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DAILY NEWS ANALYSIS

  • 01 November, 2022

  • 6 Min Read

The largest Hyperscale Data Center in India

The largest Hyperscale Data Center in India

The Uttar Pradesh Chief Minister stated that the state fulfilled its goal of establishing 250 MW of storage capacity with an investment of Rs 20,000 crore within a year of initiating its data center program while officially opening north India's first hyperscale data center, "Yotta D1."

Yotta D1: What is it?

  • Yotta D1, the largest data centre in the nation and the first in UP, was constructed at a cost of Rs 5,000 crore.
  • It is situated in Greater Noida, Uttar Pradesh, on a 3 lakh square foot plot of land in the future Data Center Park.
  • Meaning: The data centre will improve the nation's data storage capacity, which up until now only stood at 2% even though Indians consume 20% of the world's data.
  • Additionally, it is anticipated to greatly boost the Gross State Product (GSDP), open up new investment prospects, and generate a significant amount of job opportunities.
  • Yotta D1 is very helpful for worldwide connection because it offers Internet peering exchanges and direct fibre connectivity to and from international cloud operators.
  • Yotta D-1 will serve as the foundation for the 5G revolution in North India.
  • By 2025, it is predicted that India's data analytics market will be worth more than $16 billion. Therefore, it is a step in the right direction to focus particularly on boosting investment in data center infrastructure.
  • Big businesses like Google and Twitter would be able to establish a data center for hosting, processing, and storing data if a data park was there.
  • Customers will have quick access to videos and financial services with the rollout of 5G and edge data centers from this center.

What is the data industry's growth story in India?

The effects of COVID-19

  • The industry for data centres in India is currently worth USD 5.6 billion, and the exceptional COVID-19 issue gave the sector an unexpected boost.
  • Globally, technology adoption and digitization across industries were accelerated, and in the last few years, India also made technological advancements of at least a decade.
  • The lockdown and its restrictions served as a significant spur for digitalisation in a variety of industries, including banking, education, and retail.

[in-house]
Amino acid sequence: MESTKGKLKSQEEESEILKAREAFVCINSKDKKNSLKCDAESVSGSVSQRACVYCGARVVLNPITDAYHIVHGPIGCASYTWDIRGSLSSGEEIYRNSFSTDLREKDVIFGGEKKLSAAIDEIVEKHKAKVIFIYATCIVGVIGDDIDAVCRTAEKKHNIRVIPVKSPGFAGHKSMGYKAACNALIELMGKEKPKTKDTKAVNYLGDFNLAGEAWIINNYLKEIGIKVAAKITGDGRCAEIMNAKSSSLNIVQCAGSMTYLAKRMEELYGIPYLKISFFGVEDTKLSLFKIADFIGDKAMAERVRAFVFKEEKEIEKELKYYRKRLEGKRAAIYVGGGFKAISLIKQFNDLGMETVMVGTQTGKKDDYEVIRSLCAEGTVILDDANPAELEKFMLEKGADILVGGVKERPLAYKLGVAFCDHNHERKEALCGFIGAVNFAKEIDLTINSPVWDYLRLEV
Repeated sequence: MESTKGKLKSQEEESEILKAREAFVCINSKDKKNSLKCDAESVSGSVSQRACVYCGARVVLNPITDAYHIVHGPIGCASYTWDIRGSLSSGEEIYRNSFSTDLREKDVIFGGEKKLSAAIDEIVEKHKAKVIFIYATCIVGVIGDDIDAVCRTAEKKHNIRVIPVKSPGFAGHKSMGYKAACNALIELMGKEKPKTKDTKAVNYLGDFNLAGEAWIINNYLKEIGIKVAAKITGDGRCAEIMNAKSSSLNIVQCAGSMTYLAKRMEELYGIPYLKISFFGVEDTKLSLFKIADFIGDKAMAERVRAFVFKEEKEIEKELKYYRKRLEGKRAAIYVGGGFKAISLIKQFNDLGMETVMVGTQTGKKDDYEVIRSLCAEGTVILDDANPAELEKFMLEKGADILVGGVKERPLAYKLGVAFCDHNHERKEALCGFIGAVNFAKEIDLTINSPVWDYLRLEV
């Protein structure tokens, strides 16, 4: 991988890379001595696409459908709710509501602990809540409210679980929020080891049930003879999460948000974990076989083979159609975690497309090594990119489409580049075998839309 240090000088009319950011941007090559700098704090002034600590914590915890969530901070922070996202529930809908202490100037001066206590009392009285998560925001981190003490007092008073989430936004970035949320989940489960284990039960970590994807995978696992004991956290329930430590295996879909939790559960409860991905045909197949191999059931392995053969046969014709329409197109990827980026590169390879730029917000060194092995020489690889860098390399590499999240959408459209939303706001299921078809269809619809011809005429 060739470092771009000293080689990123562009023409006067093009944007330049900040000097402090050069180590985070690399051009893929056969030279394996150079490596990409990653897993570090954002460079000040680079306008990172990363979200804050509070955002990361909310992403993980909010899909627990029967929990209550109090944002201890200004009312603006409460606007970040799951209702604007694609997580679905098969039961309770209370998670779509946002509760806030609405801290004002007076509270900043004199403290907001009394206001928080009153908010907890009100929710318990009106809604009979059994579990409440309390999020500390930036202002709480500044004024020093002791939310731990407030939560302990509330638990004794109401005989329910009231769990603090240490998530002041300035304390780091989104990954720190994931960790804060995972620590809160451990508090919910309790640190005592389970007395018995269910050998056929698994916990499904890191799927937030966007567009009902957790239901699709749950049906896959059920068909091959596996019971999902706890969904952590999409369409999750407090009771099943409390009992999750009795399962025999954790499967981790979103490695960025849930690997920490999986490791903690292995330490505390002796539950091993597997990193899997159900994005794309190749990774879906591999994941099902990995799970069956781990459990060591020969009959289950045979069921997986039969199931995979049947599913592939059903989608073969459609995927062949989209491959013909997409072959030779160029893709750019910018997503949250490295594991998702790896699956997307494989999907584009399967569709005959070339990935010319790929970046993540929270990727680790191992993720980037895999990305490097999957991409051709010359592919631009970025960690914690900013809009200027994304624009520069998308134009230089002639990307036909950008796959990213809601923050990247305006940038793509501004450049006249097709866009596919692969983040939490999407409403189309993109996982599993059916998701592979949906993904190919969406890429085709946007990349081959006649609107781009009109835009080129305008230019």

• This resulted in a nationwide surge in data usage and internet bandwidth.
  • NIC Data Centers: The National Informatics Centre (NIC) has established 37 minor Data Centers at various State Capitals in addition to four cutting-edge National Data Centers (NDCs) at NIC Headquarters in Delhi, Pune, Hyderabad, and Bhubaneswar.
  • Hyderabad hosted the opening of the first data center in 2008.
  • By offering services to various e-Governance projects carried out by the Indian government, these NDCs serve as the backbone of the country's e-government infrastructure.
  • In February 2021, the first NDC for the North Eastern Region (NEDC) had its cornerstone laid in Guwahati, Assam.

Present and Future Data Centers:

  • There are currently 138 data centers (DCs) in India, with Mumbai and Chennai accounting for at least 57% of the nation's present IT capacity.
  • Mumbai is the main location for colocation data centers in India, and due to its location towards the west coast and the numerous underwater cables that have arrived there, it has good connectivity to both the Middle East and Europe.
  • In the next five years, investments of between Rs. 1.05 and Rs. 1.20 lakh crore are anticipated to enhance the capacity of the Indian DC industry by five times.
  • Up to 45 additional data centres are expected to open in India by the end of 2025.
  • Over 69% of the new supply for IT capacity (approximately 1,015 MW) is expected to be built in Mumbai and Chennai, with 51% of it in Mumbai alone.
  • In India, there is also the possibility for an additional 2,688 MW of future unexpected supply.

Laws Regarding Data Centers:

  • The National Policy Framework for Data Centers, which the Ministry of Electronics and Information Technology wants to unveil soon, will include incentives worth up to Rs 15,000 crore.
  • Additionally introduced in 2020 was a draught data centre policy.
  • Some states, such as Tamil Nadu, Telangana, Uttar Pradesh, West Bengal, and Odisha, do have their own state data centre policies.

Way Forward

  • By 2025, India's digital economy has the potential to generate up to $1 trillion in economic value, and North India is currently a top choice for Fortune 500 corporations.
  • As a result of ongoing investments in data centres and recognition of the region's potential and unmet data centre demand, the Digital India growth story will have a solid basis.
  • Companies all over the world are reevaluating where they would like to put up their database and technological facilities, as well as where they would like to manufacture and distribute their products.
  • Currently, data centres serve as a pivot point for many decisions, particularly in Asia Pacific and India.
  • India has the capacity to launch new projects, but this capacity needs to be carefully released into the market to guarantee price stability.
  • India has to lower power costs because electricity is one of the key operating expenses of a data centre if it wants to become one of the major hubs for data centres.
  • Making ensuring that such DCs use as much renewable energy as possible is also crucial.

Source: The Indian Express


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